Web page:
MEDIATION AS A NEED OF THE HOUR

Judiciary acts as a backbone of Indian democracy by ensuring social peace while furthering the end of justice. The presence of an independent and unbiased judiciary is a guard in preserving citizen`s right and maintaining the rule of law. Indian judiciary is often criticized for its inefficient functioning, pendency of cases resulting in undue delay and obsolete approach to resolve the disputes. Mediation is a process of dispute resolution in which one or more impartial third party is engaged to resolve the conflict with the consent of these parties Mediation has been considered as a suitable technique to resolve the variety of cases outside the court. Abraham Lincoln said “Discourage litigation. Persuade your neighbors to compromise whenever you can point out to them how the nominal winner is often loser, in fees, expenses and waste of time.”

However, Indian judiciary is infamous for its inability to dispose cases in a timely manner. As on June, 2019 1,58,669 cases were pending in Supreme court of India. More than 43 Lakhs cases are pending in 25 High court in our country and over 8 lakhs of these are decade old. On an occasion Supreme court has recognized the need of less formal alternative forum that may help in ensuring speedy justice as the court stated Judicial process in India are time-consuming, expensive and complex. The way forward to dismal the burden on courts, there is need to reckupon ADR mechanism which is commonly known as Alternate Dispute Resolution. The adoption of ADR mechanism would provide multiple ways to the party to enforce their rights and improve access of justice. As a result, it would reduce the burden upon the lower and high court.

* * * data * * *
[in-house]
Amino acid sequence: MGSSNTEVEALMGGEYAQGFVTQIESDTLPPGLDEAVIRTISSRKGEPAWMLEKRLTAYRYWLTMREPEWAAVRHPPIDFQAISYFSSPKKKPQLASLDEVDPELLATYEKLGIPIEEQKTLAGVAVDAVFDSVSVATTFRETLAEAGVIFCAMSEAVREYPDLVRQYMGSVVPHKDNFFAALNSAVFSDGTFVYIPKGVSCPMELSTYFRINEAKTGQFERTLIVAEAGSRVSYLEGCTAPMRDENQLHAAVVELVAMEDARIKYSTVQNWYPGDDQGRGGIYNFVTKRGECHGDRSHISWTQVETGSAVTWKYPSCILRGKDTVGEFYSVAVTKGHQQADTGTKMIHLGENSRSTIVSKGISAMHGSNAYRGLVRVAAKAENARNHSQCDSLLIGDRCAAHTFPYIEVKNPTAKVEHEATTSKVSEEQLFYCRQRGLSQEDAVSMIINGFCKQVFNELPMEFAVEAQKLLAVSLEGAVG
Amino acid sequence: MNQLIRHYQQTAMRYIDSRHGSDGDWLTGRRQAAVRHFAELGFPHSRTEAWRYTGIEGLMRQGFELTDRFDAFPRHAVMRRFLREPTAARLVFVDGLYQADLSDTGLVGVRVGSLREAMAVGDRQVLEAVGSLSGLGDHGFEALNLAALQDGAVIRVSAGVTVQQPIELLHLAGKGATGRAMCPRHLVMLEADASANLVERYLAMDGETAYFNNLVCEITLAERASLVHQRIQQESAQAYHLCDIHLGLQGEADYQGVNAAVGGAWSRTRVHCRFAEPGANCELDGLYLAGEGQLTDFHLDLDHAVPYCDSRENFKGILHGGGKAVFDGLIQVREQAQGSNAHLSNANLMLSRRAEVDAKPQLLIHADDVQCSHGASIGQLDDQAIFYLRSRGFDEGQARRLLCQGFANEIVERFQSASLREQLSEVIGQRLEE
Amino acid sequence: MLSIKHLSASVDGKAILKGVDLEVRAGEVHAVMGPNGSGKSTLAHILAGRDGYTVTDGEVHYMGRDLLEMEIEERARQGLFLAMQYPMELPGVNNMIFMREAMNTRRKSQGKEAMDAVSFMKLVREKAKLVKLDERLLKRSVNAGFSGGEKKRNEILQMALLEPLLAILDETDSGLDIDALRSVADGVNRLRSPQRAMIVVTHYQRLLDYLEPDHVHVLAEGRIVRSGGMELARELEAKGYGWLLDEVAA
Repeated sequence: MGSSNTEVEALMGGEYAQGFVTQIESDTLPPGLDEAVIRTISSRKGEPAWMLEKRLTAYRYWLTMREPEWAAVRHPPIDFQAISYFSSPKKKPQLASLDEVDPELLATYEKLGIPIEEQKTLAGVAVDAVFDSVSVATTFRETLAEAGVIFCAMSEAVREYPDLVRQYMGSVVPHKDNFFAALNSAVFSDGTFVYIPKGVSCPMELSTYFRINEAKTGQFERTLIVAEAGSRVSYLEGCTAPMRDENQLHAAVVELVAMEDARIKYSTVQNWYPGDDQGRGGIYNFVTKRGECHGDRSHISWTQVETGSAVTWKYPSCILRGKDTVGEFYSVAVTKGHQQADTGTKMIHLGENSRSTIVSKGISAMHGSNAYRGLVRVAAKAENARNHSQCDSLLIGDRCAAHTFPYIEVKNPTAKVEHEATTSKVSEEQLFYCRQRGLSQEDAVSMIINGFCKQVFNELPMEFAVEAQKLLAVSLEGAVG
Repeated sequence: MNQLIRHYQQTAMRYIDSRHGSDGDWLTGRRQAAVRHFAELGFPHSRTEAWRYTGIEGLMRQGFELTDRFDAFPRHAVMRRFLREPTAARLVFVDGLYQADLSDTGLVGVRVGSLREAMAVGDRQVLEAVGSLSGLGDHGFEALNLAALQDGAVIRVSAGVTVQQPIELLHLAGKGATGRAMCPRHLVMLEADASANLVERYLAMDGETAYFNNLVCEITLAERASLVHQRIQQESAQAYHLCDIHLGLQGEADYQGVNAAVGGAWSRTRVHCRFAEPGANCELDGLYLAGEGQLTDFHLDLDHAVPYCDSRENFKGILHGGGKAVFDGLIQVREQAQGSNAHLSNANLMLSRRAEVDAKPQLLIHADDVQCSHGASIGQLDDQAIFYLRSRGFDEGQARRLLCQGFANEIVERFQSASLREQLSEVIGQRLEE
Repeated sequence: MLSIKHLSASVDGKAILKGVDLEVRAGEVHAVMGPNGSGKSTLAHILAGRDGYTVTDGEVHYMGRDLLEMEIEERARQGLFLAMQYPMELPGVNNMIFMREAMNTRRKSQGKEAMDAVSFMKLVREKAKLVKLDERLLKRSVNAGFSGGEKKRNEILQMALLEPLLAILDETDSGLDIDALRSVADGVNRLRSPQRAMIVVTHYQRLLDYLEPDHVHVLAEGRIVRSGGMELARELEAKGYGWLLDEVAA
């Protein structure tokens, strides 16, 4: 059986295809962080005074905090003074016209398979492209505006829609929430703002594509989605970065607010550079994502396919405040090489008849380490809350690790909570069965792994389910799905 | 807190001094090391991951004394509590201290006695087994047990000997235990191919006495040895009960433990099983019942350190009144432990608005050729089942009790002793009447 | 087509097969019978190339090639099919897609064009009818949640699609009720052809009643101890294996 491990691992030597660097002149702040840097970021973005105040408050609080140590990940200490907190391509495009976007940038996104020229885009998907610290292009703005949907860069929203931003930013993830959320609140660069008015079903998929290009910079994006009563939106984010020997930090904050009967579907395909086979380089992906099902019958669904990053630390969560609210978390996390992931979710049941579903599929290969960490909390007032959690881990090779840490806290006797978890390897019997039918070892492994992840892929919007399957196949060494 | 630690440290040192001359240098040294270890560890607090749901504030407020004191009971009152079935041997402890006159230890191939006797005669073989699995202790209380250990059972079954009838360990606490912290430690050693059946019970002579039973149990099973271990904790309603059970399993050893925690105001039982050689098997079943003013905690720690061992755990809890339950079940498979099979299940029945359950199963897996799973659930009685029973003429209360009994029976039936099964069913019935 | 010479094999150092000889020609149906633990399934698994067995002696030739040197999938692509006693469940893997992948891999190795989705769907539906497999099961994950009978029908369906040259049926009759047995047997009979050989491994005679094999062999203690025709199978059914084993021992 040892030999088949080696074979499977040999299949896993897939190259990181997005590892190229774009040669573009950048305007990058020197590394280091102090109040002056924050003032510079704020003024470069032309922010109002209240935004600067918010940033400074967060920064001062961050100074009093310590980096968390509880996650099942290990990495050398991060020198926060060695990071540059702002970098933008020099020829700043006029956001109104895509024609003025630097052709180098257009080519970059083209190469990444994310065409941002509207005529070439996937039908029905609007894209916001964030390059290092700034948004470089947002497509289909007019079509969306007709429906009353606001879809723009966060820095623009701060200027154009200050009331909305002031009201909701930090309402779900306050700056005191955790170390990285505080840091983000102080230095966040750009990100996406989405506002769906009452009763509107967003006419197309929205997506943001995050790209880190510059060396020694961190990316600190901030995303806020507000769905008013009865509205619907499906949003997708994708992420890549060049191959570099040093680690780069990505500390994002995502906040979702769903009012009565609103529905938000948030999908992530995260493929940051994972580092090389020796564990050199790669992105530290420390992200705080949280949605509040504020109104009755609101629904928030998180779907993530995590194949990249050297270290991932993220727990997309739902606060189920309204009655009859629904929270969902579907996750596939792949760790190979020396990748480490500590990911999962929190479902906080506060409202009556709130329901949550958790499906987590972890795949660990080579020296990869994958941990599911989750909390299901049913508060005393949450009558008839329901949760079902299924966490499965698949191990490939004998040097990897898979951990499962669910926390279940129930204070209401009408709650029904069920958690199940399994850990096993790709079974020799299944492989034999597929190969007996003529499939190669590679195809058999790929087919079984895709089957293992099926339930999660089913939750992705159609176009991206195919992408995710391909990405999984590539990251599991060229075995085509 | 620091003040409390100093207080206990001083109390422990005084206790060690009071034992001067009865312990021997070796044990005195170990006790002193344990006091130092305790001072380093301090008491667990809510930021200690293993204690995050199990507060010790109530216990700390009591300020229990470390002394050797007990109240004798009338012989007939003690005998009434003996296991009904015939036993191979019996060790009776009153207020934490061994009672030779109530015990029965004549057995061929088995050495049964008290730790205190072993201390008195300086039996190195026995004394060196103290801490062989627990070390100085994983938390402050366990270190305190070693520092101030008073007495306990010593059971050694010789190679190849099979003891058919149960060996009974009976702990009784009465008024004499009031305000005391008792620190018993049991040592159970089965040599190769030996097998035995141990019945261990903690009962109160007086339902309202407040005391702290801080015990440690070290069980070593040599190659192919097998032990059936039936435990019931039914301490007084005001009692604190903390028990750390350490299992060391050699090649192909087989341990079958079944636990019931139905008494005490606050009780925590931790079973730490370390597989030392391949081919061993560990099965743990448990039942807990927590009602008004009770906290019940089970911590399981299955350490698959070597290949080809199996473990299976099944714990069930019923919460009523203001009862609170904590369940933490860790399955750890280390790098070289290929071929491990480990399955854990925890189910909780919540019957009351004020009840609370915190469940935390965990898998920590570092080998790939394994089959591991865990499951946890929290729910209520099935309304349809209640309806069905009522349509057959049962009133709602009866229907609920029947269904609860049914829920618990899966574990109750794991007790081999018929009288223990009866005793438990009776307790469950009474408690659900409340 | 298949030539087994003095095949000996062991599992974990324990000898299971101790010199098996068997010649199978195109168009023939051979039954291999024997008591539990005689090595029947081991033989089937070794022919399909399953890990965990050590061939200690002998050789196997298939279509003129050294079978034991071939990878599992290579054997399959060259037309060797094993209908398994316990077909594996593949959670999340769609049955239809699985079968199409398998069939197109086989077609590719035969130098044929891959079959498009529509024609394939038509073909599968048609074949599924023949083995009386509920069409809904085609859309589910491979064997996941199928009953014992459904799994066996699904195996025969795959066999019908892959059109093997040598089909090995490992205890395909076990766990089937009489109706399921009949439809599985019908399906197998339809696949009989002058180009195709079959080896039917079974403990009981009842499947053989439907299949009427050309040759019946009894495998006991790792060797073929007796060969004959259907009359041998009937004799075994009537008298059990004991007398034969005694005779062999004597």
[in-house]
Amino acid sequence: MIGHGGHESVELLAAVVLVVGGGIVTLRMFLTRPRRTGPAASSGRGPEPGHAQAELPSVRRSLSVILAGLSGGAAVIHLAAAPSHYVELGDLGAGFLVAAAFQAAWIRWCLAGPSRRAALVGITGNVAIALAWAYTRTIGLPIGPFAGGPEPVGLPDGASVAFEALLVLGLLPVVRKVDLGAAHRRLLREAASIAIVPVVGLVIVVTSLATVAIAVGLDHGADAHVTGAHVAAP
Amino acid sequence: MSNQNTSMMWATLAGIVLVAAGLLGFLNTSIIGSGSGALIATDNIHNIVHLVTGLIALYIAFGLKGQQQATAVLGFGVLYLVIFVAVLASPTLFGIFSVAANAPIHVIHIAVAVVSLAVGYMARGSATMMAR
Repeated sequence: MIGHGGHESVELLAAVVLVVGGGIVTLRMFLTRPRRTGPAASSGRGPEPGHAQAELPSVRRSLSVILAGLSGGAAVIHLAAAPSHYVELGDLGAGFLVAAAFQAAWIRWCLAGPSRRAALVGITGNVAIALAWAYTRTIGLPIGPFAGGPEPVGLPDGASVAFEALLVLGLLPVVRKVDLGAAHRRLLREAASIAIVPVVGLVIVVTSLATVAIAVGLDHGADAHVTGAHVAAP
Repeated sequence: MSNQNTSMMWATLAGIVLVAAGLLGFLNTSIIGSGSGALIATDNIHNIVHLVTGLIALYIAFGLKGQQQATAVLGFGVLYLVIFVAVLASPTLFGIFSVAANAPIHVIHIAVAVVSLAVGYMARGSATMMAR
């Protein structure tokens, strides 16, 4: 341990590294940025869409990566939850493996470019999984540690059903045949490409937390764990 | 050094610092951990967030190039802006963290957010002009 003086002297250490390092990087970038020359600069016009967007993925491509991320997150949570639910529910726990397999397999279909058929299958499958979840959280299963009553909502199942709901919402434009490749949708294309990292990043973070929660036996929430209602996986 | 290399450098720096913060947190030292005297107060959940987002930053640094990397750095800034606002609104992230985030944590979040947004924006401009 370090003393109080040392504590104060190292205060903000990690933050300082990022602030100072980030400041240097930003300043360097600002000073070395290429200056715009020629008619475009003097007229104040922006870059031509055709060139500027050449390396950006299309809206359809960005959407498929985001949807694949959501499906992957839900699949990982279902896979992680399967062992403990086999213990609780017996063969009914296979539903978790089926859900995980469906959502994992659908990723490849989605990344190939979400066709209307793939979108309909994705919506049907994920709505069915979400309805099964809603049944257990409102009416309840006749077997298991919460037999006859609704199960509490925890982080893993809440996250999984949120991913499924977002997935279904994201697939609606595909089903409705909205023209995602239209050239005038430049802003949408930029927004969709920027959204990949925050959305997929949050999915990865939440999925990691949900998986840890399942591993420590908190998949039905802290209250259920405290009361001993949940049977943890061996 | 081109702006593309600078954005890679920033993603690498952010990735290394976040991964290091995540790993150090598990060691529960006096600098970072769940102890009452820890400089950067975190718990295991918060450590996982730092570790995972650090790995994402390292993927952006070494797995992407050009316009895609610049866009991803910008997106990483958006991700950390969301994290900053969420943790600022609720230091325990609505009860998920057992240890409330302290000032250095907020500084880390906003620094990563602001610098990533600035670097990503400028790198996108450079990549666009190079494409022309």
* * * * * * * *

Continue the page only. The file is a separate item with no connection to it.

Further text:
Necessity of Mediation in country like India

A common man gets trapped by lengthy process of litigation, which ultimately erodes the basic purpose of judiciary. In a country like India where most of the people opt for litigation to resolve disputes this leads to excessive burden on the Indian court. Mediation need to be promoted as a mechanism that compliments the judiciary process. In order to popularize mediation, the foremost step we need to Alternate Dispute Resolution(ADR) mechanism typically includes arbitration, neutral evaluation, mediation and conciliation. The role of litigant or arbitrators are way more formal in nature. Additionally, there are numerous barriers such income, gender, caste, age and religion that are the hindrance to avail Indian courts. These barriers directly impact the marginalized section of Indian society and actively discouraged to enforcing their rights. These factors results that large population of India is dispatched with the functioning of Judiciary. In T. Vined v. Manju held that making an attempt for alternative redressal of disputes is not only a statutory obligation of courts under section 89 of Code of Civil Procedure but also forms part of a duty that courts owe to the public. It lowers the burden on lower courts and high courts. Mediation provides an alternative, that not only saves time and is cost effective, but it also enables parties to work together and solve disputes amicably.[1]In case of Hussainara Khatoon v. State of Bihar Supreme Court held that right to speedy trial is a fundamental right implicit in the guarantee of life and personal liberty enshrined in Article 21 of Indian constitution.Thus, making mediation a necessary process as it has ability to deliver quick justice.

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Mediation under Statutory

Since Indian courts are already having backlogs of cases, there exists a several statutory provision that made mediation a compulsory step before approaching the court. The following are the provisions:

  1. In 2002, an amendment was brought in The Code of Civil Procedure Act 1908 89 reads with Order X Rule 1A provided for the reference of pending cases in courts to ADR. Besides that, Order XXXIII C.P.C. of recommends mediation for personal/ familial relationship, as ordinary judiciary procedure is not suitable for sensitive matter of personal relationship.